A Mother’s Advice
When I left you last month you were “walking on air” (your own words) after little Lally’s birth, and feeling that you were now a real family.
But I have just now read your email of today and am really sorry to find you so depressed. You have written, “I had such high ideals when I was initiated, all I cared about was meditation and seva – now I can’t do either.” And later you say, “I have the awful feeling that I’ve messed up, made the wrong choices, and lost out on the chance to be a good satsangi.”
What rubbish this is! The fact that you are missing meditation and seva so much shows what a firm hold the teachings have taken with you. Perhaps the problem is that your concept of meditation and seva is too limited.
I wonder how we all look from where the Lord is sitting? From our viewpoint, we expect almost instant results in everything. From where he is, I guess he can see all our past, present and future. We are constantly anxious because we don’t have the benefit of his overall viewpoint, we don’t see the slow, inevitable unfolding of things in exactly the way that they are meant to be. Perhaps, in his eyes, things with you are just as they should be. Once you were an eager new initiate, burning with enthusiasm, having lots of fun in company with others your age when you went for seva at the property. Now you’re a wife and mother of two tiny children. It’s not surprising that you don’t get to the property much, nor is it surprising that you’re finding it a struggle to get time for meditation. But do you think that your Master would have wanted you to remain frozen in one particular time? You wouldn’t want Lally to remain a baby forever, so wouldn’t he also want to see you grow?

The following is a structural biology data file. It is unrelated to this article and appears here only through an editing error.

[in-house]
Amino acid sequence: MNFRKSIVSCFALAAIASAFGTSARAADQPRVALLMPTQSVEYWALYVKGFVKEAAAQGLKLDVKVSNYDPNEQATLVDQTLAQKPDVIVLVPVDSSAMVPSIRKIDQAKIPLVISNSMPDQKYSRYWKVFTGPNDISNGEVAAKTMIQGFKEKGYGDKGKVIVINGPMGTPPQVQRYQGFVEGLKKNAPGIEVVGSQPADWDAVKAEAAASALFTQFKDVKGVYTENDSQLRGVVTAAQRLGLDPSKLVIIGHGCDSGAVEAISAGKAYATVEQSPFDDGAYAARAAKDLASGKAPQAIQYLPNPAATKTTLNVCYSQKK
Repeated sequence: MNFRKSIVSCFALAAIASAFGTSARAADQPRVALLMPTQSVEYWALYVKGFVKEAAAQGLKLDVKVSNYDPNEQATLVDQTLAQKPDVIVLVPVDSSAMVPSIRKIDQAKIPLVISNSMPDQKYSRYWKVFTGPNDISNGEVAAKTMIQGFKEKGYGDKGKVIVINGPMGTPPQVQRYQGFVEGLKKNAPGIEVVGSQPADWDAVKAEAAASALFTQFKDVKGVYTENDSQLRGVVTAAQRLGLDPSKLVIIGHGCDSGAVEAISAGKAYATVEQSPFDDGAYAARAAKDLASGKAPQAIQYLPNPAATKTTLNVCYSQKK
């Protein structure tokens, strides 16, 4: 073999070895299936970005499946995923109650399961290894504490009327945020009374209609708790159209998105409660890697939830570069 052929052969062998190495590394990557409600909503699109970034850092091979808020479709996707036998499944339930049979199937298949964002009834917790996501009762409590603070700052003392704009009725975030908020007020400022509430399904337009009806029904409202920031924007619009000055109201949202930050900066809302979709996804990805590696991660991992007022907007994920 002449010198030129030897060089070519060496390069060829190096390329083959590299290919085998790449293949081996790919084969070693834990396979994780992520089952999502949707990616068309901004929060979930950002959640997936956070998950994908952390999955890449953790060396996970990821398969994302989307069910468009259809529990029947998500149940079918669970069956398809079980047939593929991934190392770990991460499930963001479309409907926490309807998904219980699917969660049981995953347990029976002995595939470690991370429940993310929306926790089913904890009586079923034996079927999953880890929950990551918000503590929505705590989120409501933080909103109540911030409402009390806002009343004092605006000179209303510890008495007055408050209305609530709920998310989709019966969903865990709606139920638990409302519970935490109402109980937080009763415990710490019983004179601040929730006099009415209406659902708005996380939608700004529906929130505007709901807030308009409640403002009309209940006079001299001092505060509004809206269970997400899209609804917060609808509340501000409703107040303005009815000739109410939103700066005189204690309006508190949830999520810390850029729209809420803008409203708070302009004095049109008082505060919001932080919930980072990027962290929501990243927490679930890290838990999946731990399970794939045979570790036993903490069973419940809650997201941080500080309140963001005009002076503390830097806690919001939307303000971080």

See how I’ve written, “you don’t get to the property any more” – not “you don’t get to seva any more”. Is seva really confined to a property? Is being close to the Master confined to one place on earth? How could that possibly be true?
So you should understand that your seva is now to be the best possible companion to your husband. It’s also in looking after two of the Lord’s souls who have come to join you, dependent on you right now for everything, most of all for their well-being and happiness. That’s quite a privileged seva – as long as you treat it as that, as a loving service to the Lord. Never see your family either as “forever yours” or as something that keeps you away from him. It may sound corny to say it, but looking after our family and putting those we are responsible for before ourselves in all that we do is a wonderful training in losing the ego. And isn’t that what seva is about?
As for meditation, I agree that it is important, but remember what Maharaj Ji (Maharaj Charan Singh) had to say about it – that it’s not just closing ourselves in a room for a couple of hours, it’s a “way of life”.
Meditation is about remembering him and finding a spiritual heart in the physical world so, yes, it helps to have a concentrated session every day. I remember how you used to get up at 4 a.m. and come knocking on my door to get me up some days. But if the children make it impossible to sit for long, do whatever time you can manage. Even ten minutes makes that vital connection if you put your heart into it. Then, if the children have a sleep in the day, read a Sant Mat book or do another half an hour; keep making the connection again and again in a loving way because I’m sure that just as you long for him, he is lovingly looking at you and longing for your devotion. Once upon a time, he had to keep you physically close (through seva at the property). But now he knows that you can stand on your own feet and build your own atmosphere around you at home. I believe you can do it.
Sant Mat is slow. It’s meant for a lifetime and we go through many different stages in our development. So take heart, take courage, and keep going.
What is higher than everything else? Nam. That is what is holding everything together. Nam is present in every mote and every leaf. What is this precious thing that cannot be bought at any price? It is Nam. Nam is unique, without a peer. It upholds the entire universe and looks after all of us.
Maharaj Jagat Singh, Discourses on Sant Mat, Vol. II